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A Brief History of Guts

“Gore: Dung, filth. Blood shed (and clotted).”
– Oxford Dictionary of English Etymology

Noldcolor1 “Does it have any gore?” This was one of the first questions that my grade-school friends and I used to ask when one of us had seen a new horror film.

Despite the dictionary definition above, when we asked this question we weren’t usually thinking about blood (or dung either, for that matter), but internal organs. Livers, beating hearts…

And, most importantly, guts.

Why, exactly, did we want to see guts so much? Because guts weren’t just gross; they were, on some fundamental level, indecent. When you saw someone’s guts onscreen, you were uncovering the mechanics that lay beneath their humanity. To see all this stuff out in the open was somehow profoundly (to borrow a term from the screen ratings people) inappropriate.

As desirable a feature as they were, actual guts didn’t show up in horror movies all that often. Far and away the most memorable gut appearance from my early years as a horror-movie viewer were those that George A. Romero’s ghouls quarreled over in the post-truck-explosion feast in the original Night of the Living Dead.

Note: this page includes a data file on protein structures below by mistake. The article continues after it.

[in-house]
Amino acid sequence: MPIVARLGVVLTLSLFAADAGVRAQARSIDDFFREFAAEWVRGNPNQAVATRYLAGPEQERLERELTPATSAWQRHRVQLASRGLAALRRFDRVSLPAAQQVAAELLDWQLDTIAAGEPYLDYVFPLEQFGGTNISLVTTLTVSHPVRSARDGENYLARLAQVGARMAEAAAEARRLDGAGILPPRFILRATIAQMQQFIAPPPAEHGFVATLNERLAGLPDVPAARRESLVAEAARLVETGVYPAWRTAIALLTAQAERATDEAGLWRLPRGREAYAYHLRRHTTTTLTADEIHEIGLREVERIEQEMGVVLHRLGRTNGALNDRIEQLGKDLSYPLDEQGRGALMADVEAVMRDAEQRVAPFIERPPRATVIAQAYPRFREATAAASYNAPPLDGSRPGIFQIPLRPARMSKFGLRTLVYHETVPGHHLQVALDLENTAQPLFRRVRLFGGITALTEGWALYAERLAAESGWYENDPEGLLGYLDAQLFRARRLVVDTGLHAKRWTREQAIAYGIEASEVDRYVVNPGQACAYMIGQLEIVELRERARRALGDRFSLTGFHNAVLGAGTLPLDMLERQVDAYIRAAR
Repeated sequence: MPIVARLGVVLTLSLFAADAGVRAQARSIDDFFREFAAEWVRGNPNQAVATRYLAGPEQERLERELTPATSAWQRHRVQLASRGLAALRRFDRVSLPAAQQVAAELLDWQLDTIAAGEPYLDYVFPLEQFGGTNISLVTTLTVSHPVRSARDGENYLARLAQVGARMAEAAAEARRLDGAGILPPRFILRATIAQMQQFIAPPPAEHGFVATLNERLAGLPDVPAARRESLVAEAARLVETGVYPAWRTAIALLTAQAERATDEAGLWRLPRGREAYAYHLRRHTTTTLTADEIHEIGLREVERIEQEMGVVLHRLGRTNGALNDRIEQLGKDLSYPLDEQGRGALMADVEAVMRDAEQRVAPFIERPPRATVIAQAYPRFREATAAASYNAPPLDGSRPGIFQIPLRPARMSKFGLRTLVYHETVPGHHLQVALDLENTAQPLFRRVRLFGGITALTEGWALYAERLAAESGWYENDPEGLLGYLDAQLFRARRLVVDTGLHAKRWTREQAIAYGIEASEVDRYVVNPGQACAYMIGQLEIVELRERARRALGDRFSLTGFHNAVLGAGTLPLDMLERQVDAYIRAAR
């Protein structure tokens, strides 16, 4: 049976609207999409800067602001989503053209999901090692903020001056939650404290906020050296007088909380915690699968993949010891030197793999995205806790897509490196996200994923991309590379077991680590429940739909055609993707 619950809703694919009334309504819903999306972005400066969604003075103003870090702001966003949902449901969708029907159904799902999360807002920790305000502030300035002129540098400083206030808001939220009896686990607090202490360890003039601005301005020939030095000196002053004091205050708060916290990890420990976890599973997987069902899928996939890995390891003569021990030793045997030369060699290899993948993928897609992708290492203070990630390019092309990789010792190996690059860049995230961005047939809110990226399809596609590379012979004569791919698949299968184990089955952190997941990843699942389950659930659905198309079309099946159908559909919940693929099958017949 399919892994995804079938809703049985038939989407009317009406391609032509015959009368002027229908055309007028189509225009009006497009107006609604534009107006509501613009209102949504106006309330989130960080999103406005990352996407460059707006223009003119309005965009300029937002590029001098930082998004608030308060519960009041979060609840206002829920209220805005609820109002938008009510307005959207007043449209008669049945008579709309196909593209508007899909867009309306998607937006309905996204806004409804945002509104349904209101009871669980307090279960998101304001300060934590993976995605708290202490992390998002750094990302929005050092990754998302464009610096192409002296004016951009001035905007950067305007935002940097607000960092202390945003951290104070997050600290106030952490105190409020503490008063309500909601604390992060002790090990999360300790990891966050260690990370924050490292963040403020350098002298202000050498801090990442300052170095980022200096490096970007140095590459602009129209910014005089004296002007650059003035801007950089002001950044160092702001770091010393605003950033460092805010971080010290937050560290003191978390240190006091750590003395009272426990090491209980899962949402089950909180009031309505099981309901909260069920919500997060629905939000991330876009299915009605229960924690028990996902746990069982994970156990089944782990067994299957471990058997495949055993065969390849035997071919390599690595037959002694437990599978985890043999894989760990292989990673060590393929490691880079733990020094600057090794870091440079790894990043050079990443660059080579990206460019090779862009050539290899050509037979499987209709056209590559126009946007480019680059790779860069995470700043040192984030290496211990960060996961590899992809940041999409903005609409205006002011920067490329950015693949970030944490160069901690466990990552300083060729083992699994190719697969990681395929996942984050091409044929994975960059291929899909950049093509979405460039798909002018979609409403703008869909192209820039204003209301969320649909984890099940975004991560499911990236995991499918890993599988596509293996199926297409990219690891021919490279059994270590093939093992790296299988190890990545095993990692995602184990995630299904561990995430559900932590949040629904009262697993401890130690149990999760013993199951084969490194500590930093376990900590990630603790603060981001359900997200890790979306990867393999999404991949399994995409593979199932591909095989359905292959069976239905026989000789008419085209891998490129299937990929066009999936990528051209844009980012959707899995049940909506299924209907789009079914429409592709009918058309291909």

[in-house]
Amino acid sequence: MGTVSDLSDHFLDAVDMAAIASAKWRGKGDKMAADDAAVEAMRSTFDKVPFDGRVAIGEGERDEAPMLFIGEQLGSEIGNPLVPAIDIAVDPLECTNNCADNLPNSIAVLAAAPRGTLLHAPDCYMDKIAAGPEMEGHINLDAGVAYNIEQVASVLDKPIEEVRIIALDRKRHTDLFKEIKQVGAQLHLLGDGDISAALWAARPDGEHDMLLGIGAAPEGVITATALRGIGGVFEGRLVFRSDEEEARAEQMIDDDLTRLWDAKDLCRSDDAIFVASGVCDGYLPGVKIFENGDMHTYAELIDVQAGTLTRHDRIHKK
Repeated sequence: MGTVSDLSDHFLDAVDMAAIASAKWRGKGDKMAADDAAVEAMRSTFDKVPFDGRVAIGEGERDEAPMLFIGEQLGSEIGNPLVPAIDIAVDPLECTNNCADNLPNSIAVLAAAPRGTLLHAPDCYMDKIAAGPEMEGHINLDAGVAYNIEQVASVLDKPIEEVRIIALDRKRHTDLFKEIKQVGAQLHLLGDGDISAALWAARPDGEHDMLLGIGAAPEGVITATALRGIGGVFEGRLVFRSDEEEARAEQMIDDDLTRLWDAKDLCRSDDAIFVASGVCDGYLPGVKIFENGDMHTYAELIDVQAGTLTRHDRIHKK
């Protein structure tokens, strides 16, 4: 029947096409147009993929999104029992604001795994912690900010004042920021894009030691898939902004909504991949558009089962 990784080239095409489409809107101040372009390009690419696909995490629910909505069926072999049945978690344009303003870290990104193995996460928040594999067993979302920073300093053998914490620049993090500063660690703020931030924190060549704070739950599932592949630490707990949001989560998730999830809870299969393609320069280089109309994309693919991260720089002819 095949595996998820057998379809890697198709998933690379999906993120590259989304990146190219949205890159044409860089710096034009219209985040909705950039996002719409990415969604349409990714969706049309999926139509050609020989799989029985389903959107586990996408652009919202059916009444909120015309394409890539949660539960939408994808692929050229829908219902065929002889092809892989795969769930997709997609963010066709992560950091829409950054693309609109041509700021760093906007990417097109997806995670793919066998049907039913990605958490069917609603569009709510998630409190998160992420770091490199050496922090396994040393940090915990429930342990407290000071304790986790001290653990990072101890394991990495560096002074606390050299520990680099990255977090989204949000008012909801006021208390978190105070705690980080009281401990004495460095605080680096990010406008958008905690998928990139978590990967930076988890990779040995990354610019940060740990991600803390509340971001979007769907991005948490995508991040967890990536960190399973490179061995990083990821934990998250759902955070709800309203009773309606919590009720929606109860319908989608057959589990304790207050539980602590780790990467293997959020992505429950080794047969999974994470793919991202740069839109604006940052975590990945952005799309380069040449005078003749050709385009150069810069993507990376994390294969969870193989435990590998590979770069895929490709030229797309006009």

Romero, of course, used real (animal) guts for this short, remarkably intense shot, and their pale, ribbony quality has a stark, documentary look to it that to my mind has never been equaled (This is the shot that, maybe more than any other in the film, still makes it hard for me to believe that, as previously discussed, Night of the Living Dead didn’t actually happen, and that convivial photos from Kyra Schon’s website like the one above aren’t simply clever digital manipulations). The very-hard-to-watch gut stuff in The Last House on the Left, meanwhile (see the extra scenes feature on the DVD), lacks the strange hyper-believability of Romero’s truck scene, but nevertheless deserves points for pure, inappropriate-for-all-ages unpleasantness.

Years later, when Tom Savini arrived with a bucketful of Technicolor viscera for the Dawn of the Dead zombies to plunge their green hands into, guts entered a new era of visibility. After Savini, the door was opened for the gut-bucket extravaganzas of Predator and the Hellraiser series.

These days, guts show up so often in horror movies that they’re almost respectable.

Almost, but not quite. No matter how jaded the movie world gets, guts will always remain basically, essentially… inappropriate.

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